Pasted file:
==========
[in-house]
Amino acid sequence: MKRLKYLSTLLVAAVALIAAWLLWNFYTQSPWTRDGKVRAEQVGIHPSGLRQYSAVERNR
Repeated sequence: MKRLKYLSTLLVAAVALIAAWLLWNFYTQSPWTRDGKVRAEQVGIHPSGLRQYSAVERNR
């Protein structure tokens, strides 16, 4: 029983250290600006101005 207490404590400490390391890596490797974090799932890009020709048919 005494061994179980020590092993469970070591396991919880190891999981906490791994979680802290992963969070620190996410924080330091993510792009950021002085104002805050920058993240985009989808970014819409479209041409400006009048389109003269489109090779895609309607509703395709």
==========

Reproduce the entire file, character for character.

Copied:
[in-house]
Amino acid sequence: MKRLKYLSTLLVAAVALIAAWLLWNFYTQSPWTRDGKVRAEQVGIHPSGLRQYSAVERNR
Repeated sequence: MKRLKYLSTLLVAAVALIAAWLLWNFYTQSPWTRDGKVRAEQVGIHPSGLRQYSAVERNR
């Protein structure tokens, strides 16, 4: 029983250290600006101005 207490404590400490390391890596490797974090799932890009020709048919 005494061994179980020590092993469970070591396991919880190891999981906490791994979680802290992963969070620190996410924080330091993510792009950021002085104002805050920058993240985009989808970014819409479209041409400006009048389109003269489109090779895609309607509703395709």